An interviewer asked me how one can make a living in the cow business.
Actually he said, “As we’re heading into the next couple years with declining cattle numbers and steady prices, how do you think you should position yourself to take advantage of the market?”
I assume he’d mistaken me as an authority in the cattle business. Maybe he thought I was a Wall Street speculator who heard rumors of another run on ethanol. Or maybe he mistook me for a dairyman, who works harder than an Egyptian hod carrier, and lives between dairy buyouts and the price of cheese in Laos.
Or I might have looked to him like a jaded packing house buyer who spends his day drawing blood from renegade cattle feeders and learning to speak Portuguese.
Or an economist who practices economic monetary catability
which allows him to spring back from the embarrassment and disrepute of making wrong market predictions over and over, like a ragged Phoenix with his tail feathers scorched.
Or maybe a cattle feeding addict who can’t quit risking everything he has, on the belief that he can outsmart the rancher on his left and the packer on his right.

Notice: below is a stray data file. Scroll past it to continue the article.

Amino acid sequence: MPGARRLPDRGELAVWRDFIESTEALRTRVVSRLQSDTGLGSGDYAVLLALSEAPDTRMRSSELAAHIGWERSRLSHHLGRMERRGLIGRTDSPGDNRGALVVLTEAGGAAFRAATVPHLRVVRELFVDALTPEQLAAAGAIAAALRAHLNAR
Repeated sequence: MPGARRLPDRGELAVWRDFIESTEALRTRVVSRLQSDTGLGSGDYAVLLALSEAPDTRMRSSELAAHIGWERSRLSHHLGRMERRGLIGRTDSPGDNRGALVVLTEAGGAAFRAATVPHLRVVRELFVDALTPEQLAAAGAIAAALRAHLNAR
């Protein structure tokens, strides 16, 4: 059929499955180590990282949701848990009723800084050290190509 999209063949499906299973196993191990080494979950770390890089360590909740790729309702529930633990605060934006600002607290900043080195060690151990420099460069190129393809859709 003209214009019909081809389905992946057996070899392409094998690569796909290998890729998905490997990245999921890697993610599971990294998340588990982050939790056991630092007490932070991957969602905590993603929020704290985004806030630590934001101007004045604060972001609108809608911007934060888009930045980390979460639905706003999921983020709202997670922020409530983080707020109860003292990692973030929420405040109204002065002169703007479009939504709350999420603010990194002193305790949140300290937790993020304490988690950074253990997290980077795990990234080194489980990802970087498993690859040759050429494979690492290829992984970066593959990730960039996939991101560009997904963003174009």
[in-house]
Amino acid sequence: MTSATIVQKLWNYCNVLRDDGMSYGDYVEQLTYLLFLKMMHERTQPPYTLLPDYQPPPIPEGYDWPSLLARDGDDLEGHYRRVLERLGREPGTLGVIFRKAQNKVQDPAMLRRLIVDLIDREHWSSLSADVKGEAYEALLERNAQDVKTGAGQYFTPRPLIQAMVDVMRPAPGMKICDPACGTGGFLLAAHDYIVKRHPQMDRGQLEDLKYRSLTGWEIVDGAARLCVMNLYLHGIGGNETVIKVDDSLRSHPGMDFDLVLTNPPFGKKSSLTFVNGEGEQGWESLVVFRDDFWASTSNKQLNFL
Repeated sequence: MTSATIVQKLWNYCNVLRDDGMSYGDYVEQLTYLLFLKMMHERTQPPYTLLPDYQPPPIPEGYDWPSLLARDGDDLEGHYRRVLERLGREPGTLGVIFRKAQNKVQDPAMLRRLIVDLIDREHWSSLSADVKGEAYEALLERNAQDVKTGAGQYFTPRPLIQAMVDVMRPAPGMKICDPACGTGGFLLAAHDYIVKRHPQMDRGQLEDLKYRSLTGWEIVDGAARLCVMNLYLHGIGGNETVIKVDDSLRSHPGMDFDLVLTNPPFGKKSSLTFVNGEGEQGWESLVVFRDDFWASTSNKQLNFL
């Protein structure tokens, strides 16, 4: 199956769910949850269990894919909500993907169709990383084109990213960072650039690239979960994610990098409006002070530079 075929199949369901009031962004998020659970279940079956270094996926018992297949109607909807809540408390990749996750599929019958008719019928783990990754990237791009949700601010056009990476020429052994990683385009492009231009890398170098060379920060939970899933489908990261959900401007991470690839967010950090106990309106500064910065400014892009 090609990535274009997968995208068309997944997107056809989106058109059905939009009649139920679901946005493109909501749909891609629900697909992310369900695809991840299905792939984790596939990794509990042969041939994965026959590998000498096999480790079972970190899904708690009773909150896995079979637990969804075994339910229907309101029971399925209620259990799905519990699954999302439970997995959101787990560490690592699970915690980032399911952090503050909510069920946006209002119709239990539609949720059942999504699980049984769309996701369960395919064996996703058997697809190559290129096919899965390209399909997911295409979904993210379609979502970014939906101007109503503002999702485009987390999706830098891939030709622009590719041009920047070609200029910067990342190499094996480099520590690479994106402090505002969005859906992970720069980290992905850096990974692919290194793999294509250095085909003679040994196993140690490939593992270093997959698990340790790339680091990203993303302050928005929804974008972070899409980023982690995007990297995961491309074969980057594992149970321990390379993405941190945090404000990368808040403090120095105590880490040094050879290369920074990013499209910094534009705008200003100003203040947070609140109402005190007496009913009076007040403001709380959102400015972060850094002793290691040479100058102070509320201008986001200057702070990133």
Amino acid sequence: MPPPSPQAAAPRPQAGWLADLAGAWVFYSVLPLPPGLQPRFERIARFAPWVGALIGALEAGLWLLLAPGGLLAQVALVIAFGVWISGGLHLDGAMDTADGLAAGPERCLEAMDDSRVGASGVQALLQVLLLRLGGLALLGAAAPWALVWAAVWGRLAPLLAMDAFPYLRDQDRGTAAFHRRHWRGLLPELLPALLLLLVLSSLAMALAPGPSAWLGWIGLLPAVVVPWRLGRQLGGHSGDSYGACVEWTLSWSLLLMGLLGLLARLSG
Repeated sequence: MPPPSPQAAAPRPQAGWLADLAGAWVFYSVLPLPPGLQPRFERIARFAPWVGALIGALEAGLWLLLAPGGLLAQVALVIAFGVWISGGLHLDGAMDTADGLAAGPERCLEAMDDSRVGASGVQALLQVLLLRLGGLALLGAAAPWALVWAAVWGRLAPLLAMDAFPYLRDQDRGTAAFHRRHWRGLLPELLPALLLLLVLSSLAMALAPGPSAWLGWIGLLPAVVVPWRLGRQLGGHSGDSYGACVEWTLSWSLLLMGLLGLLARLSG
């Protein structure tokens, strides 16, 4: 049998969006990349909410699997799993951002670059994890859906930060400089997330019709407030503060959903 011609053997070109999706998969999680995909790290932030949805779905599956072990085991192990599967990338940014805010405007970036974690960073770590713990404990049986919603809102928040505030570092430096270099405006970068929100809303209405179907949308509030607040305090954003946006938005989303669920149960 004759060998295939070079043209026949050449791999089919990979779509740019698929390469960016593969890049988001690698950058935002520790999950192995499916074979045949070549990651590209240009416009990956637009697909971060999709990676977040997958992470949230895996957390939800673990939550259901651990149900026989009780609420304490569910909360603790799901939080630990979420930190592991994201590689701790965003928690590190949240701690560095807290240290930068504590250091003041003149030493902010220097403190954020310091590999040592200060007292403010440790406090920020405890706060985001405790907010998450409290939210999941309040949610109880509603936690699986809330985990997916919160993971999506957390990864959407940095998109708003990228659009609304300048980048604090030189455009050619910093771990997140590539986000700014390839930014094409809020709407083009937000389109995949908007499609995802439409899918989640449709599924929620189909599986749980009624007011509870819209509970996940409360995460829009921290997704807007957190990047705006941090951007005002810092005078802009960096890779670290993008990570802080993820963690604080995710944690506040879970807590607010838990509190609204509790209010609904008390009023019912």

He’s like the fellow who keeps rewinding the video movie
“The Alamo” and replaying it thinking, “Surely, Davy Crockett’s bound to win sooner or later.”
Or he might have thought I was a stocker-grower who haunts the sale barns gambling on each bid that the calf in the ring just looks rough because there was mud in the alley, and the rat-tail and pot-belly are genetic defects. You’ve got to admire someone who brags he only has a 10 percent death loss.
Or the lonely cow-calf operator who is the only part of the industry wherein “life style” is counted on the financial statement under asset, and his banker’s cell phone number is listed under “One More Year.”
You would think that I might have come up with some constructive answer to the interviewer, being as how I have been a keen observer and participant in this great thing we call, “The Cattle Bidness.”
Last week I bought two solid-mouth, bred cows both marked third trimester pregnant. The first one weighted 1390. My reasoning was even if I only kept her for one calf, I could sell’em both back in the fall and make money. Oughta work.
The second cow weighed 930, I paid $785. Got’er home. She’s got popcorn teeth, is 4 months along and has a bad temperment. Turns out I bought the one that came in after the one I thought I bid on. Gonna be hard to make her pay.
So, when he asked “…How should we position ourselves…” I aligned myself with the PGA, the NBA and the NRA, “Shoot for the center!” I said.